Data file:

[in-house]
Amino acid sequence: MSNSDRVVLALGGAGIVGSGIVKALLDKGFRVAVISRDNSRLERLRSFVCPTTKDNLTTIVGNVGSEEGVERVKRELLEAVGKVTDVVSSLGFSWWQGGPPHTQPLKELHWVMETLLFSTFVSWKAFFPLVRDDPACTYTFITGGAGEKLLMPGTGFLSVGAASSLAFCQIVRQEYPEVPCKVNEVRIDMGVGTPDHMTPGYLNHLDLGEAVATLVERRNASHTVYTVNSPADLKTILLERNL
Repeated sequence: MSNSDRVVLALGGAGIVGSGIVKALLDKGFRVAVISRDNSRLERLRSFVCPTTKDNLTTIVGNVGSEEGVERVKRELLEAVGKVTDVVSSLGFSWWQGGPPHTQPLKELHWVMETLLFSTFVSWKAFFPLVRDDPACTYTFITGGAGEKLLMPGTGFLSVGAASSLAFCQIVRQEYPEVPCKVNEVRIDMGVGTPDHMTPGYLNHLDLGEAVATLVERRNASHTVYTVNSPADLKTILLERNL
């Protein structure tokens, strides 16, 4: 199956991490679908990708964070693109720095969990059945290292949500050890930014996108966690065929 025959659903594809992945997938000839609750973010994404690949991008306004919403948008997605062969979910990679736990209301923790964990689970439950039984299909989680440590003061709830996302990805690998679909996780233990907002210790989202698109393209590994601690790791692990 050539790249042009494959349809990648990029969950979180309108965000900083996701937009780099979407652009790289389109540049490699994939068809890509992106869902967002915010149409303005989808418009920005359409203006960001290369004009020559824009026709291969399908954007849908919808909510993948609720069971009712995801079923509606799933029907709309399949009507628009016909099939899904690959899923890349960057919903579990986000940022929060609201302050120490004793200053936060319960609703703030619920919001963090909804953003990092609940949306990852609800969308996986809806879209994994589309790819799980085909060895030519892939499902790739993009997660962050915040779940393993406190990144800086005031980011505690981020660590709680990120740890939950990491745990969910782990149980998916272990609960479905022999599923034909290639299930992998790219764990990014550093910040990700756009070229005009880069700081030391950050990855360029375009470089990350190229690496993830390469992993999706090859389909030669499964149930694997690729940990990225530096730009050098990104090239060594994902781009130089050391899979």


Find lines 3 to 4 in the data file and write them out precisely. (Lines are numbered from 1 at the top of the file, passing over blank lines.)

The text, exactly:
Repeated sequence: MSNSDRVVLALGGAGIVGSGIVKALLDKGFRVAVISRDNSRLERLRSFVCPTTKDNLTTIVGNVGSEEGVERVKRELLEAVGKVTDVVSSLGFSWWQGGPPHTQPLKELHWVMETLLFSTFVSWKAFFPLVRDDPACTYTFITGGAGEKLLMPGTGFLSVGAASSLAFCQIVRQEYPEVPCKVNEVRIDMGVGTPDHMTPGYLNHLDLGEAVATLVERRNASHTVYTVNSPADLKTILLERNL
């Protein structure tokens, strides 16, 4: 199956991490679908990708964070693109720095969990059945290292949500050890930014996108966690065929 025959659903594809992945997938000839609750973010994404690949991008306004919403948008997605062969979910990679736990209301923790964990689970439950039984299909989680440590003061709830996302990805690998679909996780233990907002210790989202698109393209590994601690790791692990 050539790249042009494959349809990648990029969950979180309108965000900083996701937009780099979407652009790289389109540049490699994939068809890509992106869902967002915010149409303005989808418009920005359409203006960001290369004009020559824009026709291969399908954007849908919808909510993948609720069971009712995801079923509606799933029907709309399949009507628009016909099939899904690959899923890349960057919903579990986000940022929060609201302050120490004793200053936060319960609703703030619920919001963090909804953003990092609940949306990852609800969308996986809806879209994994589309790819799980085909060895030519892939499902790739993009997660962050915040779940393993406190990144800086005031980011505690981020660590709680990120740890939950990491745990969910782990149980998916272990609960479905022999599923034909290639299930992998790219764990990014550093910040990700756009070229005009880069700081030391950050990855360029375009470089990350190229690496993830390469992993999706090859389909030669499964149930694997690729940990990225530096730009050098990104090239060594994902781009130089050391899979």